Historical Records Repositories in New York State
CORNELL UNIVERSITY, DIVISION OF RARE AND
Cornell University Library, Ithaca, NY
American Journal of Psychology. Records, 1948-1965. 31 cubic ft.
Working papers (manuscripts and correspondence) of individual issues of the American Journal of Psychology. Includes Karl Dallenbach - Edwin G. Boring correspondence. Box list. American Journal of Psychology. Records, #2997.
Cornell, Ethel Letitia, 1892-1963. Papers, 1906-1964. 3 cubic ft.
Psychologist, New York State Education Department. Cornell University Class of 1914. Correspondence, articles, reports, proceedings of meetings, bibliographies, and other items pertaining to intelligence testing and the nature of intelligence, exceptional children, growth studies, the characteristics of high school students, language usage of high school students, early secondary education in New York State, mental health, the certification and role of the school psychologist, the New York State Psychological Intern Training Program, the American Psychological Association, and the New York State and American Associations of Applied Psychology, and to related topics. Also, Miss Cornell's examination books and notes from courses at Cornell (1911-1914) and Columbia University (1915-1917); her creative writing and other non-scientific manuscripts (ca. 1906-1910); certificates and diplomas (11 items, 1906-1948); and various blocks and drawings used in psychological testing.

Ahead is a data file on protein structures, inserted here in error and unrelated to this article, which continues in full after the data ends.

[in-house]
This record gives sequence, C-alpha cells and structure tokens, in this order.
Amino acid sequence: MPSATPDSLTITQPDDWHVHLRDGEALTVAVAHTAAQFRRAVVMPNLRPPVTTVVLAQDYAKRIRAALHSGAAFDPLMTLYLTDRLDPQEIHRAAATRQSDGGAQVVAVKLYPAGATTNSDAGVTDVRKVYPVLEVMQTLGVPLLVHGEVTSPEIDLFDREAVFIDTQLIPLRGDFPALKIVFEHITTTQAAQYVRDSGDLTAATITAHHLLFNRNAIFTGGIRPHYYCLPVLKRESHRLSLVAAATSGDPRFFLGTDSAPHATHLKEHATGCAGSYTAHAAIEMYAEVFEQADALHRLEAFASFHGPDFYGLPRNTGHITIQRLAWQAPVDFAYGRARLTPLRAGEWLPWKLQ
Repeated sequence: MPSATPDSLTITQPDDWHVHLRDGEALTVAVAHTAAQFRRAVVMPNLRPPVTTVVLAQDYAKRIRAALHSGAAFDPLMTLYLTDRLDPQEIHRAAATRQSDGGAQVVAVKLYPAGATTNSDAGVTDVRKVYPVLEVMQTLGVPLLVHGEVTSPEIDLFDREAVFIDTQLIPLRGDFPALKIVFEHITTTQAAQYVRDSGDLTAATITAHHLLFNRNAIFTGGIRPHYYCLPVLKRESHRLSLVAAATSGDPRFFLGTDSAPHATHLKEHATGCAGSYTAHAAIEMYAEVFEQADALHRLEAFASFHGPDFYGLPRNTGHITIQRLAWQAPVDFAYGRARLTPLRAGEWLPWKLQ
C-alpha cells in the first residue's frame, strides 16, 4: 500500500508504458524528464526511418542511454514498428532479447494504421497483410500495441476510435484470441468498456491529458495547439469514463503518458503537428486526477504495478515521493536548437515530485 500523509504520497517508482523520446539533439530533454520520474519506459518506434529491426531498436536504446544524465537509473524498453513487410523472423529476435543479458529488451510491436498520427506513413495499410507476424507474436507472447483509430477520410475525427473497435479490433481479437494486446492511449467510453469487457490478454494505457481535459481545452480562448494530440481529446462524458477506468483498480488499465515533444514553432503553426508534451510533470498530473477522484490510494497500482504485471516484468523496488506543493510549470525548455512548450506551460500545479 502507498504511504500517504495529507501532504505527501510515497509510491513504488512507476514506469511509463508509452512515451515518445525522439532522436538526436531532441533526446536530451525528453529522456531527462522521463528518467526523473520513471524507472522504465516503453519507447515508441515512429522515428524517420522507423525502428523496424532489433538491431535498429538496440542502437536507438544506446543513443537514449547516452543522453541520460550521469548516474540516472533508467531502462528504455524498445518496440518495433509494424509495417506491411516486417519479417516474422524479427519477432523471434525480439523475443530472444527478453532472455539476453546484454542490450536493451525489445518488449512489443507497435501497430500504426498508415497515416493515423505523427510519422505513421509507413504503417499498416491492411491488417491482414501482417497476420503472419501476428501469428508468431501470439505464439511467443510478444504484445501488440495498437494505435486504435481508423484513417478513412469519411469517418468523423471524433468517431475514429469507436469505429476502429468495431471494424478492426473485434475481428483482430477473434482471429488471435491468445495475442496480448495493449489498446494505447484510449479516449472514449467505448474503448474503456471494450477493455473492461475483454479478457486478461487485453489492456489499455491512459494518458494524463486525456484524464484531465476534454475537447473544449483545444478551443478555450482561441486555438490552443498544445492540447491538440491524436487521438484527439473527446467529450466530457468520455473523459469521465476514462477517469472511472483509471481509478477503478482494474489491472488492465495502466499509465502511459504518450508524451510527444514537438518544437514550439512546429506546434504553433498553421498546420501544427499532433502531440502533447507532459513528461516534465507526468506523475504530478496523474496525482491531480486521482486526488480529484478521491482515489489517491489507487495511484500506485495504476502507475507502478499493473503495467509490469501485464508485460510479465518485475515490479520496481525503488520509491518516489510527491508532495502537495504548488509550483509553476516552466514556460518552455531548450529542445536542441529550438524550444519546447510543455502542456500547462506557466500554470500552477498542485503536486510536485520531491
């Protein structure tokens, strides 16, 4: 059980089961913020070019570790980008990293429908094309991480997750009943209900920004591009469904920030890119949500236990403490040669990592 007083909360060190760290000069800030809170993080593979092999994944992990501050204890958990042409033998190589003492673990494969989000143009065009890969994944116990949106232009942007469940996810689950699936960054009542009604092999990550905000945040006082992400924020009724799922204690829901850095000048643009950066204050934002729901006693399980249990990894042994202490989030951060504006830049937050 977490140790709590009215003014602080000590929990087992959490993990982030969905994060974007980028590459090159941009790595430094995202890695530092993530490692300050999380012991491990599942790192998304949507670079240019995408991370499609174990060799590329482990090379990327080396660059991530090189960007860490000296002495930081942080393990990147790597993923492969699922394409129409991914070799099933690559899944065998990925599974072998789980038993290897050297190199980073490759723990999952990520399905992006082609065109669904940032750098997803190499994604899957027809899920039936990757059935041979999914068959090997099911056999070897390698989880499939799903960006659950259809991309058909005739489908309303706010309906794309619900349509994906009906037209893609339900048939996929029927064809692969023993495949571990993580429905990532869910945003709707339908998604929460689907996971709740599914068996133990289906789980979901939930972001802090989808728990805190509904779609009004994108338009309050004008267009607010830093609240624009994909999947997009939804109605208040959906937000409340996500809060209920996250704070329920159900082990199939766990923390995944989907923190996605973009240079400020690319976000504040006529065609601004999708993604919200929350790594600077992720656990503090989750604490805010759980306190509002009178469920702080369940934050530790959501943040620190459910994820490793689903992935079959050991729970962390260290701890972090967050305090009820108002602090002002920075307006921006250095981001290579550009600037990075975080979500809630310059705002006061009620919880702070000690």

Dallenbach, Karl M., 1887-1971. Papers, 1895-1969. 17.4 cubic ft.